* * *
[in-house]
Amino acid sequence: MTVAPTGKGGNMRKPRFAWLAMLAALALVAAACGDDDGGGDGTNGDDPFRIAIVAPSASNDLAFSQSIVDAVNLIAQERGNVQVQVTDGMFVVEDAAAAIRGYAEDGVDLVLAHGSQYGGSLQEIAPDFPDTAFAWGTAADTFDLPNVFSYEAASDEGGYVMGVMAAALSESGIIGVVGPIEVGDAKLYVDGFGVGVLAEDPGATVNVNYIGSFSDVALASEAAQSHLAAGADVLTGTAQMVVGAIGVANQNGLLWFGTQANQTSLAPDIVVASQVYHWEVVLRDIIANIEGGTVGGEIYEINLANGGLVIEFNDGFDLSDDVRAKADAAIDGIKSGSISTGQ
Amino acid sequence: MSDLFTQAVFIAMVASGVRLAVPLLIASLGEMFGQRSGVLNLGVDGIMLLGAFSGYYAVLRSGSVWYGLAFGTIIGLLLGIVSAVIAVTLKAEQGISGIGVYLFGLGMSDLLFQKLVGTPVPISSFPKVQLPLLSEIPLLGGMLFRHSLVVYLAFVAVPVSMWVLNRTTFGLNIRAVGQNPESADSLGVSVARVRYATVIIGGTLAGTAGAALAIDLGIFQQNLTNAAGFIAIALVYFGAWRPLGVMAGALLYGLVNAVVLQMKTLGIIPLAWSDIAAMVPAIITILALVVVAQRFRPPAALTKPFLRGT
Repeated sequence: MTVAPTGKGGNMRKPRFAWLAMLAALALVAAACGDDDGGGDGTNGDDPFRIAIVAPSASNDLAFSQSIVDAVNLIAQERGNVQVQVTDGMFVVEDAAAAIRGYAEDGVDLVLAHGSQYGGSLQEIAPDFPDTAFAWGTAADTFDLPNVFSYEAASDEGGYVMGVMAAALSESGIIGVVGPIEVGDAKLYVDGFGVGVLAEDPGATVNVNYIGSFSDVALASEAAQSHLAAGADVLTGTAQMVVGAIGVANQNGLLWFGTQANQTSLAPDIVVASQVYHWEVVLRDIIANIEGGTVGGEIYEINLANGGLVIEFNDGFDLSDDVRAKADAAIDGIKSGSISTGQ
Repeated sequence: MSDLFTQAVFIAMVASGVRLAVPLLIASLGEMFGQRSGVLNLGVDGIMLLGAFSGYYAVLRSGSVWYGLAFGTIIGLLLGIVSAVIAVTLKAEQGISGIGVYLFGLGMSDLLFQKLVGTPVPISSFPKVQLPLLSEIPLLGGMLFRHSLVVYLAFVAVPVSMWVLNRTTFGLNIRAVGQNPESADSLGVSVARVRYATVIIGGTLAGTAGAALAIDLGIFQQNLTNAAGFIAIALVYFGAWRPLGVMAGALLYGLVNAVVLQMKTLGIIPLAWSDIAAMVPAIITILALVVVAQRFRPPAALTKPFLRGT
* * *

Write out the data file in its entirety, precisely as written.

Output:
[in-house]
Amino acid sequence: MTVAPTGKGGNMRKPRFAWLAMLAALALVAAACGDDDGGGDGTNGDDPFRIAIVAPSASNDLAFSQSIVDAVNLIAQERGNVQVQVTDGMFVVEDAAAAIRGYAEDGVDLVLAHGSQYGGSLQEIAPDFPDTAFAWGTAADTFDLPNVFSYEAASDEGGYVMGVMAAALSESGIIGVVGPIEVGDAKLYVDGFGVGVLAEDPGATVNVNYIGSFSDVALASEAAQSHLAAGADVLTGTAQMVVGAIGVANQNGLLWFGTQANQTSLAPDIVVASQVYHWEVVLRDIIANIEGGTVGGEIYEINLANGGLVIEFNDGFDLSDDVRAKADAAIDGIKSGSISTGQ
Amino acid sequence: MSDLFTQAVFIAMVASGVRLAVPLLIASLGEMFGQRSGVLNLGVDGIMLLGAFSGYYAVLRSGSVWYGLAFGTIIGLLLGIVSAVIAVTLKAEQGISGIGVYLFGLGMSDLLFQKLVGTPVPISSFPKVQLPLLSEIPLLGGMLFRHSLVVYLAFVAVPVSMWVLNRTTFGLNIRAVGQNPESADSLGVSVARVRYATVIIGGTLAGTAGAALAIDLGIFQQNLTNAAGFIAIALVYFGAWRPLGVMAGALLYGLVNAVVLQMKTLGIIPLAWSDIAAMVPAIITILALVVVAQRFRPPAALTKPFLRGT
Repeated sequence: MTVAPTGKGGNMRKPRFAWLAMLAALALVAAACGDDDGGGDGTNGDDPFRIAIVAPSASNDLAFSQSIVDAVNLIAQERGNVQVQVTDGMFVVEDAAAAIRGYAEDGVDLVLAHGSQYGGSLQEIAPDFPDTAFAWGTAADTFDLPNVFSYEAASDEGGYVMGVMAAALSESGIIGVVGPIEVGDAKLYVDGFGVGVLAEDPGATVNVNYIGSFSDVALASEAAQSHLAAGADVLTGTAQMVVGAIGVANQNGLLWFGTQANQTSLAPDIVVASQVYHWEVVLRDIIANIEGGTVGGEIYEINLANGGLVIEFNDGFDLSDDVRAKADAAIDGIKSGSISTGQ
Repeated sequence: MSDLFTQAVFIAMVASGVRLAVPLLIASLGEMFGQRSGVLNLGVDGIMLLGAFSGYYAVLRSGSVWYGLAFGTIIGLLLGIVSAVIAVTLKAEQGISGIGVYLFGLGMSDLLFQKLVGTPVPISSFPKVQLPLLSEIPLLGGMLFRHSLVVYLAFVAVPVSMWVLNRTTFGLNIRAVGQNPESADSLGVSVARVRYATVIIGGTLAGTAGAALAIDLGIFQQNLTNAAGFIAIALVYFGAWRPLGVMAGALLYGLVNAVVLQMKTLGIIPLAWSDIAAMVPAIITILALVVVAQRFRPPAALTKPFLRGT